Environmental, social, and governance (ESG) has quickly become a hot-button topic, both for manufacturers and for workers. Not only is ESG reporting a moral imperative, but it’s a good business practice. Millennials and Gen Z workers in particular are attuned to ESG issues and how they affect both current and potential workplaces.

It’s therefore important to understand what ESG is at its highest level, what supply chain ESG is, and why manufacturers should be beginning their ESG journey with their supply chain.

What Is ESG?

At its highest level, ESG covers three types of issues: Environmental, Social, and Governance. These issues affect both a business’s internal makeup and external effects. While these are non-financial factors, they are directly connected both with company growth and risk factors.

At their most basic level, these issues concern both a company’s internal dynamics and its external footprint. They also encompass how manufacturers do business and how that business affects the world.

Environmental issues encompass everything that has to do with a company’s impact on the environment and the sustainability of its operations. Emissions, climate change, and a manufacturer’s overall carbon footprint can be addressed through ESG. It can also cover use of materials, land and water, as well as pollution and waste responsibilities. Consideration must be given to indirect effects that occur upstream or downstream, such as greenhouse gas emissions from product use or a company’s supply chain activities, sometimes referred to as Scope 3 emissions.

Social issues cover how an organization’s activities – everything from hiring workers, to sourcing goods – impact both internal workers and the global community. At the highest level, social issues can incorporate workplace diversity, in addition to issues like safe working conditions, fair compensation, employee and consumer data privacy, whistleblower protections, forced or child labor, and conflict minerals.

Governance largely relates to a manufacturer’s internal governance structure, including how rights and responsibilities are distributed within an organization. How an organization governs itself, meets stakeholder needs, discloses information, enforces company policies and standards, and complies with the law are just a few ways this ties into ESG overall.

What Is Supply Chain ESG?

Digging deeper, manufacturers will find supply chain ESG more relevant and helpful to focus on. For many industry verticals, the majority of a manufacturer’s ESG footprint is hiding deep within their supply chain, not as a result of direct operations. Therefore, creating programs and solutions directly tied to the supply chain can lead to the most impactful results.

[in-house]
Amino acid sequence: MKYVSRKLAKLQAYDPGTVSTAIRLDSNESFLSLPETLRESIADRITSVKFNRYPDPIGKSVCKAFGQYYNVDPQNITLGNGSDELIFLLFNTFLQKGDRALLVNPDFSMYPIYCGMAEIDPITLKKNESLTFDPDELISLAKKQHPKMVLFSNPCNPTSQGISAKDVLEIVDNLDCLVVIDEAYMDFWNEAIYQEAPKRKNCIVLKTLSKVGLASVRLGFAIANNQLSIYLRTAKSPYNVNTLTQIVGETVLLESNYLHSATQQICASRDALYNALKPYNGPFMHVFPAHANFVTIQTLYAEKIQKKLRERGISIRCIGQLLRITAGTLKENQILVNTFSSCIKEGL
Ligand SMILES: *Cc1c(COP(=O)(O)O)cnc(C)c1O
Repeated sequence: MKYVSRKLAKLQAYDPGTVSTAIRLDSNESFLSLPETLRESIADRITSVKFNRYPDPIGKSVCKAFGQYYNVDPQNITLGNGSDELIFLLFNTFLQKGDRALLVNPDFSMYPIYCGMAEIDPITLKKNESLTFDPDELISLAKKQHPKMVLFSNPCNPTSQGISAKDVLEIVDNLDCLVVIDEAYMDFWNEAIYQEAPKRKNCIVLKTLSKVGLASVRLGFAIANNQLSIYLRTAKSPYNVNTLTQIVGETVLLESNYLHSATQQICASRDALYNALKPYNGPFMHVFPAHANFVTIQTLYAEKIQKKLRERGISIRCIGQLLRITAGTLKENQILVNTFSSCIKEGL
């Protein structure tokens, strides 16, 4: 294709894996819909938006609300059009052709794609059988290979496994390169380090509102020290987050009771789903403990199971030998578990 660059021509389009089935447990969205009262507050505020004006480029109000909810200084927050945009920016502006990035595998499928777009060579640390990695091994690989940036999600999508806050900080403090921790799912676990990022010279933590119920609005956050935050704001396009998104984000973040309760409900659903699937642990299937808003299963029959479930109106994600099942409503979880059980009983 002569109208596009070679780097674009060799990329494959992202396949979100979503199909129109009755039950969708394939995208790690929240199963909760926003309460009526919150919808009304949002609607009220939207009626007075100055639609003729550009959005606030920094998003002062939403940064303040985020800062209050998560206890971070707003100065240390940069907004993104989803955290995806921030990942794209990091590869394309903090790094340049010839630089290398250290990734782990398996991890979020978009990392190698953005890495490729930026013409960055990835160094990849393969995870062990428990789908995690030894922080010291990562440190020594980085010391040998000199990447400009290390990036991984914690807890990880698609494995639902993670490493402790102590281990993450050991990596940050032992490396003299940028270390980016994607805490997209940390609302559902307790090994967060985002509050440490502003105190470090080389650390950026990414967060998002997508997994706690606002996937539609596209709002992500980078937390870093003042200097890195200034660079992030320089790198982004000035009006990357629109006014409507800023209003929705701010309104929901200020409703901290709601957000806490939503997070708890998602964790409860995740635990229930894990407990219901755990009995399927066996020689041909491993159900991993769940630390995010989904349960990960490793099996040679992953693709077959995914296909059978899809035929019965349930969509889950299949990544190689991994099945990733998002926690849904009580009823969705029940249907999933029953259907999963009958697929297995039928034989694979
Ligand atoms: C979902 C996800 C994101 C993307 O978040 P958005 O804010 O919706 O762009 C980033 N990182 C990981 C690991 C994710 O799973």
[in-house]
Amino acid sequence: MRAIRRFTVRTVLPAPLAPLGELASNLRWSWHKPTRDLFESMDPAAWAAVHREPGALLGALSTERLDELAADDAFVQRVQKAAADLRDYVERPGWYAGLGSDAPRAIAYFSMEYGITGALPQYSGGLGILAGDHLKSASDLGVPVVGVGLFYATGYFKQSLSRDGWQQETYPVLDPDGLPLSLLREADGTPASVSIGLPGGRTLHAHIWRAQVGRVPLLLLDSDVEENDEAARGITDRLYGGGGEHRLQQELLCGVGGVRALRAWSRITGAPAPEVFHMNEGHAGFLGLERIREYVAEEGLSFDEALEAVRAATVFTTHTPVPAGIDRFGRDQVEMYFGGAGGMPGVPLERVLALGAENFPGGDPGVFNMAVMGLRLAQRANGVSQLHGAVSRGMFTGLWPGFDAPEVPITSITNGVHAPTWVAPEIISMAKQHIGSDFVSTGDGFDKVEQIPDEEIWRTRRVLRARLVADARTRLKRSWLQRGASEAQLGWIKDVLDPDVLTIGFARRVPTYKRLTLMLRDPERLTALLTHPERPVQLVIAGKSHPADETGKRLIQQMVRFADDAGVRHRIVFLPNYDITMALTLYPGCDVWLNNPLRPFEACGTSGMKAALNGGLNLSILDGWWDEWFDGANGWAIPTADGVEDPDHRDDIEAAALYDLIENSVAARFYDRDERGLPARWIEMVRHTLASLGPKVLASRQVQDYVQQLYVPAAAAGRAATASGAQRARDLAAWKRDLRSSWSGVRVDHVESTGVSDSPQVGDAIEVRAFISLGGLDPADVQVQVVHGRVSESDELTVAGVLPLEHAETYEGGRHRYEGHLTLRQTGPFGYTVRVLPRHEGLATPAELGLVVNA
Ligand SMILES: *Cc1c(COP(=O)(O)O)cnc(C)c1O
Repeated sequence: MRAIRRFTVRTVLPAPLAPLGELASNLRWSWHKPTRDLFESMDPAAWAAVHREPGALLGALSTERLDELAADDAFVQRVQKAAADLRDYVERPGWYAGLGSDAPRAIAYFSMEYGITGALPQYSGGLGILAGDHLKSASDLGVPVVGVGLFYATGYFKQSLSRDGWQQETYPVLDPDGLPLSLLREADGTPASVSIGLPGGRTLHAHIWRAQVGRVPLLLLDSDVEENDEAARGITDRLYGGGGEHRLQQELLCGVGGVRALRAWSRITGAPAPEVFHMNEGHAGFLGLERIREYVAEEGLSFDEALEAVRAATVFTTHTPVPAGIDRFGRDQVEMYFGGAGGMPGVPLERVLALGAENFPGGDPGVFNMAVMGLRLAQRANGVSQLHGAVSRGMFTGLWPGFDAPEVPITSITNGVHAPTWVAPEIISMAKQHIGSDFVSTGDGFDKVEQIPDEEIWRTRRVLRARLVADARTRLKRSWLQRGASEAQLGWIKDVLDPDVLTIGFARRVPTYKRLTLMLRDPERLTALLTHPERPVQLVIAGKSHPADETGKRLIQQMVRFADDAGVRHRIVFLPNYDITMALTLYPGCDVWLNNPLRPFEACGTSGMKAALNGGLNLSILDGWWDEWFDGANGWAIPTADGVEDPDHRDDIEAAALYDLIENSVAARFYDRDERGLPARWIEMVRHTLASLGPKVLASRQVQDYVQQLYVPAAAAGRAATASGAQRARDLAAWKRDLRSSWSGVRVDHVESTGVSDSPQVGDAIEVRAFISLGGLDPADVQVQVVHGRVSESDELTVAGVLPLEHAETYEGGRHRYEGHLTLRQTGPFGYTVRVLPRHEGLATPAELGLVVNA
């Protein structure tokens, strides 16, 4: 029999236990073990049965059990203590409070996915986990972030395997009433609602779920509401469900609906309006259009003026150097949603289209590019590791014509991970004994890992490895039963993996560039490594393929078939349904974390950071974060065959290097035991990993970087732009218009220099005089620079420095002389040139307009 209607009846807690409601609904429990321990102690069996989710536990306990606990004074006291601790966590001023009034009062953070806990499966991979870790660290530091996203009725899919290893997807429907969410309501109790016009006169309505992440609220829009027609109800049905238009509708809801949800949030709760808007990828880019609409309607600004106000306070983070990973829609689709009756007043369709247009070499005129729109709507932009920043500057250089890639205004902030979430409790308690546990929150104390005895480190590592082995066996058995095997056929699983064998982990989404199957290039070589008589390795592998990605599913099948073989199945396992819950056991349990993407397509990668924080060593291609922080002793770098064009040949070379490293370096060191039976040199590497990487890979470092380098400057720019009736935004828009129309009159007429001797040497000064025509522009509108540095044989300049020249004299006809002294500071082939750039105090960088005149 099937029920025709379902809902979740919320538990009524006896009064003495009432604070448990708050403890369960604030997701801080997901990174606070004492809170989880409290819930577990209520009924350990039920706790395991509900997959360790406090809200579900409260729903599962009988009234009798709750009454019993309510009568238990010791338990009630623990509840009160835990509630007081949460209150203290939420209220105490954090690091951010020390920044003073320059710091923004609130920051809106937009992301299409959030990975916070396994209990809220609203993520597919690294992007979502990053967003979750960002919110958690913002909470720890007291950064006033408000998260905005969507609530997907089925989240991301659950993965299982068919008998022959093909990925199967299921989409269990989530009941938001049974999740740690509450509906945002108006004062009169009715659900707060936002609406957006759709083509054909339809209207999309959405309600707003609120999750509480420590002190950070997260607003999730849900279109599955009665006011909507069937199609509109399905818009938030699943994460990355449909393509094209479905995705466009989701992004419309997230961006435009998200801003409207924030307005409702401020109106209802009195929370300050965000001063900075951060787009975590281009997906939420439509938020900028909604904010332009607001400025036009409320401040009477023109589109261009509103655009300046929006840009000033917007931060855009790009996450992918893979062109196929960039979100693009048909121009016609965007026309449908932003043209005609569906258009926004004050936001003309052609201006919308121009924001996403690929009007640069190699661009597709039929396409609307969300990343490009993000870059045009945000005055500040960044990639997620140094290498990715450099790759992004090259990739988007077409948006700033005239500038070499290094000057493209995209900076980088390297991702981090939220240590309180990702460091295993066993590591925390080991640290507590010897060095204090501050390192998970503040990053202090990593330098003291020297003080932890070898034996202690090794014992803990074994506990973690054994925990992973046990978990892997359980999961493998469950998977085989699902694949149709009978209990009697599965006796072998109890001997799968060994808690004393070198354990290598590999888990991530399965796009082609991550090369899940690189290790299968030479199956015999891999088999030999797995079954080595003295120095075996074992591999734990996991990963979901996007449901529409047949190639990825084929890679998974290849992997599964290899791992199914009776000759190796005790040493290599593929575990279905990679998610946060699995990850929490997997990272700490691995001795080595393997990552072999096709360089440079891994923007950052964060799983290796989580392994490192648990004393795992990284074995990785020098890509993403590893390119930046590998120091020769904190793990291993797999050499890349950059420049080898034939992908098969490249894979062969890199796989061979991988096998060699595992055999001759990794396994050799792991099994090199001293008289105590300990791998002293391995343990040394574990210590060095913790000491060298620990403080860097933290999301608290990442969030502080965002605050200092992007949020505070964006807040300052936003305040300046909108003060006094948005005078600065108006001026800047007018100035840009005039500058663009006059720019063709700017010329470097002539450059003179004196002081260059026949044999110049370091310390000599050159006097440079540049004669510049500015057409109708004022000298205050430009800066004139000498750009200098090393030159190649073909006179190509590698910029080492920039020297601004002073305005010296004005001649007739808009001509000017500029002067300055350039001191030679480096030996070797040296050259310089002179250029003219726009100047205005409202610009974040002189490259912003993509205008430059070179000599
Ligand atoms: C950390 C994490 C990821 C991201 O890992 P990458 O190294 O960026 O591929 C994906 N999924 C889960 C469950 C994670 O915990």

Supply chain ESG is an approach that accounts for the entire footprint of your operations. It means seeing deep into the supply chain to understand where materials come from, whose hands touch those materials, and the journey they take from around the world to reach processing at your sites. 

Additionally, focusing on supply chain ESG gives a manufacturer greater insight into where and how materials are sourced. For example, a supply chain ESG framework allows a manufacturer to make sure materials aren’t produced with child labor, don’t utilize conflict minerals, and don’t negatively impact environmental sustainability. In that way, effective supply chain ESG solutions allow a manufacturer to both positively affect the world around them and mitigate risk by anticipating where future supply chain shortages or redesigns may occur.

Effective ESG programs can help manufacturers recruit and retain top talent. Learn how in this blog from Assent’s Director of Corporate Responsibility.

The Ultimate Guide to Global Trade Compliance

Customs authorities in key markets are using technology to get smarter and faster about enforcement and audits. To keep up, manufacturers need to know how to quickly get trade compliance data from their suppliers. Learn how with Assent’s Understanding the Global Trade Landscape eBook:

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Cally Edgren
Senior Director, Sustainability

Cally is a proven compliance program leader with experience developing, communicating, and executing company goals and strategies. She is a subject matter expert on product  Read More

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